I met Vera Koo a few years ago and have been intrigued with her ever since. It’s no secret that I think she is an absolutely amazing person. As I read her recent column, my respect for her grew all the more. Vera Koo gives us a peek into her personal life, and shares a bit of what we will find in the book she is writing. ~MC
In my Chinese culture, we are taught not to air our dirty laundry. If something bad happens to you, you are supposed to try to maintain an outward appearance of strength. You are not to let on that you are struggling. My culture tells us that we should not talk of our problems with others.
I have decided to go against my cultural upbringing. I will air my laundry in a book that serves as a memoir highlighting some of the most pivotal moments of my life. The book has been an ongoing project for several years and is nearing completion.
I am not an author by nature, but people have continually told me throughout the past 2 decades that I have a story worth telling.
After I endured a terrible personal crisis in my life more than 20 years ago that shattered my core values, I spent 2 years seeing a therapist. During that time, she repeatedly encouraged me to write a book. She thought I had many life lessons I should share with others. She was not the only person during this time that suggested I write a book.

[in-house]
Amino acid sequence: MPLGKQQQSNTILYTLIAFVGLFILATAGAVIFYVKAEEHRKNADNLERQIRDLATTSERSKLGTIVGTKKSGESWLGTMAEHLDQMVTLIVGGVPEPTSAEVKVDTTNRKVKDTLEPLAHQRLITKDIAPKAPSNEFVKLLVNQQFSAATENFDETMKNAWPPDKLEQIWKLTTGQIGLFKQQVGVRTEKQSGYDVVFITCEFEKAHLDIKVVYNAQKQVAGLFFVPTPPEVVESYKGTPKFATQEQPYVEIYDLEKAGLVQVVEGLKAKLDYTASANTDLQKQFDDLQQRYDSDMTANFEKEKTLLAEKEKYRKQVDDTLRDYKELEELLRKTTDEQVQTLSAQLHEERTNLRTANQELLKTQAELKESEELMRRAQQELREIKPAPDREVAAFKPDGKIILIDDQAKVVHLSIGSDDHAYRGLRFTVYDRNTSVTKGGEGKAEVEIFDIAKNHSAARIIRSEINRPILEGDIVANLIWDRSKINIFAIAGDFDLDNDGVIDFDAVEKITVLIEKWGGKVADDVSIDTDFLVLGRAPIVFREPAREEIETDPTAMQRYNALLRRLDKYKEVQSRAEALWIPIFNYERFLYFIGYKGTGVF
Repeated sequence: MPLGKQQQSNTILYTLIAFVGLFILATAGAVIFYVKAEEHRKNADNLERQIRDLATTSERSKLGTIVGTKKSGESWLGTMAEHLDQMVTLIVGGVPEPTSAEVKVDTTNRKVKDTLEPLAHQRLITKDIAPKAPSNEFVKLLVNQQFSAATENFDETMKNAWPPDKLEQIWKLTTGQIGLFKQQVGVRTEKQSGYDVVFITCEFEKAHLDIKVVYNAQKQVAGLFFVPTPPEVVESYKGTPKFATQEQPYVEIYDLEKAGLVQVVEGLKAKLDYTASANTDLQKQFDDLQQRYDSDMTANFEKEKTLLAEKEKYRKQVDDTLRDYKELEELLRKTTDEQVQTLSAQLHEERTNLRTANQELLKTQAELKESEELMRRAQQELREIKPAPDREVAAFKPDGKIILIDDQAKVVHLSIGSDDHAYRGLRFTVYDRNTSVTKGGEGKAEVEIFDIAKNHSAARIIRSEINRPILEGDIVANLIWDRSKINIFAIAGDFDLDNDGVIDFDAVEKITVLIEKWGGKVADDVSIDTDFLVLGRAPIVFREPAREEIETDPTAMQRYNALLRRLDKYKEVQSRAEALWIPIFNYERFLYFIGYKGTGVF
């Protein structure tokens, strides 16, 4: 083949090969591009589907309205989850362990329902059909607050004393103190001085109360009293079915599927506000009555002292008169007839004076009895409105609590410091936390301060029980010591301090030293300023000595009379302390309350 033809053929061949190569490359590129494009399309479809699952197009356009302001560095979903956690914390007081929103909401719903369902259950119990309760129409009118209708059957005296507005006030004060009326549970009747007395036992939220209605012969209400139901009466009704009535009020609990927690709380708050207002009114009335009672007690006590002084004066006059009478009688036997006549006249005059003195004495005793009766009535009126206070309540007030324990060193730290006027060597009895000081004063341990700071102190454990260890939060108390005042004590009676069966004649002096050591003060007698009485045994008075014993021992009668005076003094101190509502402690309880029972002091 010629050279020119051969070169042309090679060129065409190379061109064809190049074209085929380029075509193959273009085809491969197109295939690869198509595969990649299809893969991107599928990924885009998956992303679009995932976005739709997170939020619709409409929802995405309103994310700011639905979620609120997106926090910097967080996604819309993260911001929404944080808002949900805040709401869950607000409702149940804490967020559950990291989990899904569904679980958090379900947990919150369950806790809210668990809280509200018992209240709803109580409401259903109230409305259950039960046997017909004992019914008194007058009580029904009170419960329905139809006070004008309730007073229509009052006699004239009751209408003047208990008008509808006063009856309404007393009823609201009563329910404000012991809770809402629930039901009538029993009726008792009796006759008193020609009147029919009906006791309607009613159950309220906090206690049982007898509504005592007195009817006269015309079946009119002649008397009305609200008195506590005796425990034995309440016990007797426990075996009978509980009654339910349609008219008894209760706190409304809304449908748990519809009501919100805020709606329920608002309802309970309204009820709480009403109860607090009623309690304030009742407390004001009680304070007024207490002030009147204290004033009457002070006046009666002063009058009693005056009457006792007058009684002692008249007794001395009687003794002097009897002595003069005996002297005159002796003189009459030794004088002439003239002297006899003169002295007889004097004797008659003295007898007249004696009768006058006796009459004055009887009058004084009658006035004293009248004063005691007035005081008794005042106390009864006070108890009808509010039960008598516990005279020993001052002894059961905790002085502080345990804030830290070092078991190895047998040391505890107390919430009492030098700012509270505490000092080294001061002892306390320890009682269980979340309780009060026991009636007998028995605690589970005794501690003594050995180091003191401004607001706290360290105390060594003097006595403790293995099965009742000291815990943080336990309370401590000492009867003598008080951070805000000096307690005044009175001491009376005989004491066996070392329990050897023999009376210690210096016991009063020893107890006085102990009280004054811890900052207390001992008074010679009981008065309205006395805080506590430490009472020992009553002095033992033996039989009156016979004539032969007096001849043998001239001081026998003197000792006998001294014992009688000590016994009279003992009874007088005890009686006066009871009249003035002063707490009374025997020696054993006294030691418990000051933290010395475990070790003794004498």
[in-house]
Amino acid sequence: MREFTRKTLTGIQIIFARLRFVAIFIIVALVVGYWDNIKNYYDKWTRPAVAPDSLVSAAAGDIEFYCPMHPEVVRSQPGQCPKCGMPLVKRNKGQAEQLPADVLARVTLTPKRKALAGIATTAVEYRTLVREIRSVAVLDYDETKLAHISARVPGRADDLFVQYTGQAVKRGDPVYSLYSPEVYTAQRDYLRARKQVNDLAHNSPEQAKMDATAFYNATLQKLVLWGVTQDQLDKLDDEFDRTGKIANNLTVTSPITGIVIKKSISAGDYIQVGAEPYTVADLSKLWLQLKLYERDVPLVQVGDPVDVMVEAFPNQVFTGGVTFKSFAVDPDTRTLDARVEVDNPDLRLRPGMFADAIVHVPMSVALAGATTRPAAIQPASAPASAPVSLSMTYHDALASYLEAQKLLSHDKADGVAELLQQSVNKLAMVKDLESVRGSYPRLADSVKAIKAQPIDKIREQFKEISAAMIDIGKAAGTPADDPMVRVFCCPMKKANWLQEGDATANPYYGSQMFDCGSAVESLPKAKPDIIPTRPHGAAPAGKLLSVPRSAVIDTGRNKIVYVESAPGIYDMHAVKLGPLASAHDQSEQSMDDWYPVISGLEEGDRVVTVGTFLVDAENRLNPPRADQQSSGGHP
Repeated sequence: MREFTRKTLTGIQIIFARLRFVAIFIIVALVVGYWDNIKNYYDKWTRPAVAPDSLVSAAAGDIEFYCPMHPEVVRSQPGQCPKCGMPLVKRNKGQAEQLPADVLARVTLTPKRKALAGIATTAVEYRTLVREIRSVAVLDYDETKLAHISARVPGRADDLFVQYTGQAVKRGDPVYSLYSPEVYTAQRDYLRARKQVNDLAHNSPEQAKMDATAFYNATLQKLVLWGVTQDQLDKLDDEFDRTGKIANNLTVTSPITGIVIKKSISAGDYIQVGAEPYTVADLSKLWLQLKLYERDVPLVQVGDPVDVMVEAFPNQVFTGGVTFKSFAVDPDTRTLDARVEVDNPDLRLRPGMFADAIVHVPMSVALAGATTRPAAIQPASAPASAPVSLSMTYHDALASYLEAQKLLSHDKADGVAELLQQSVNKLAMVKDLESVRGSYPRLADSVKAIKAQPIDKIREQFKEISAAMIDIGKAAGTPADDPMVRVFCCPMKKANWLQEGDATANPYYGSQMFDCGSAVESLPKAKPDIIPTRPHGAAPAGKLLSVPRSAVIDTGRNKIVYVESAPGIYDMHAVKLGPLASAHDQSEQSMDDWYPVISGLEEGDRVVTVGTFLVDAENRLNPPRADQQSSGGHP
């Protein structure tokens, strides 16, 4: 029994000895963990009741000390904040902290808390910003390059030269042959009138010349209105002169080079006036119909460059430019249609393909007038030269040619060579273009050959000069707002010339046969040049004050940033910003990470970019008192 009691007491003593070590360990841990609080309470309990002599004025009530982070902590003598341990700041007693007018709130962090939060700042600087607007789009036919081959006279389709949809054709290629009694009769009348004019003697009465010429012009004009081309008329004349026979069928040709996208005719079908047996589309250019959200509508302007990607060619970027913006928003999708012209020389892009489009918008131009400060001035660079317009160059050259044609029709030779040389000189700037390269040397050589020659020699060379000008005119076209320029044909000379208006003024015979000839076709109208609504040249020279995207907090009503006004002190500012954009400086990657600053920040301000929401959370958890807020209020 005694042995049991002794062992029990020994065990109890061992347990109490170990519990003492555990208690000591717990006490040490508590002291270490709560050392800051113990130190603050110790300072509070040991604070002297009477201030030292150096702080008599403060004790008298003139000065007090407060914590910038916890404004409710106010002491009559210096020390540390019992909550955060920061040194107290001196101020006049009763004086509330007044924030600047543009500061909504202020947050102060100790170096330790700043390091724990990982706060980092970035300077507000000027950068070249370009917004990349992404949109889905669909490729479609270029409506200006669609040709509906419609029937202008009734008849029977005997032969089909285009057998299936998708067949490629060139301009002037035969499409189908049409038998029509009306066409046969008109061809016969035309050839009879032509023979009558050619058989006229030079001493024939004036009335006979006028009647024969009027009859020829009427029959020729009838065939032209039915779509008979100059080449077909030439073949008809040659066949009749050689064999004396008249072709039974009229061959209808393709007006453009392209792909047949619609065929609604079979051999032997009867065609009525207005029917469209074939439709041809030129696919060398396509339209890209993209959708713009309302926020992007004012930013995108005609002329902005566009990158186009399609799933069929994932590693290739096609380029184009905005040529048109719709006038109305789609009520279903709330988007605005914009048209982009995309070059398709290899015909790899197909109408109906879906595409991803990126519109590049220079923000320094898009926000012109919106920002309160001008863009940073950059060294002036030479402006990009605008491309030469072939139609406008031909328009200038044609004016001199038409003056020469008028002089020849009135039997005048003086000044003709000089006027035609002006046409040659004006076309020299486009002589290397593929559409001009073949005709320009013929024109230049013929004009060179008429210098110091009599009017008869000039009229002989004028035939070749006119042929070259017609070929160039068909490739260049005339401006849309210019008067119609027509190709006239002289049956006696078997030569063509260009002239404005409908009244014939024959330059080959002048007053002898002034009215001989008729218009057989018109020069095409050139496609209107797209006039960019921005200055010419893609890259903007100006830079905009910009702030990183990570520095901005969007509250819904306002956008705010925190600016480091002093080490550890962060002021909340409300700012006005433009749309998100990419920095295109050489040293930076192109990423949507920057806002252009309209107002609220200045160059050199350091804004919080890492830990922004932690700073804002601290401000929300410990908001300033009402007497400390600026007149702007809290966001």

At the time, writing a book did not seem appealing to me. I am an artist. I am a businesswoman. I am a Chinese-American. I am a mother, a grandmother. I am all those things, but I am not an author. I had no real writing experience, and technology was a mystery to me. I hardly even have time to read books. Writing a book was the last thing on my mind.
And yet, I had a story that needed told. Somewhere along the way, I decided I wanted to take a shot at telling it.
I have a theory about learning new skills. I think it takes 5 years to get into something, 10 years to become good and 20 years to become great. I think of it as my 5-10-20 rule.
With that in mind, this book has, not surprisingly, been marked by many years of labor.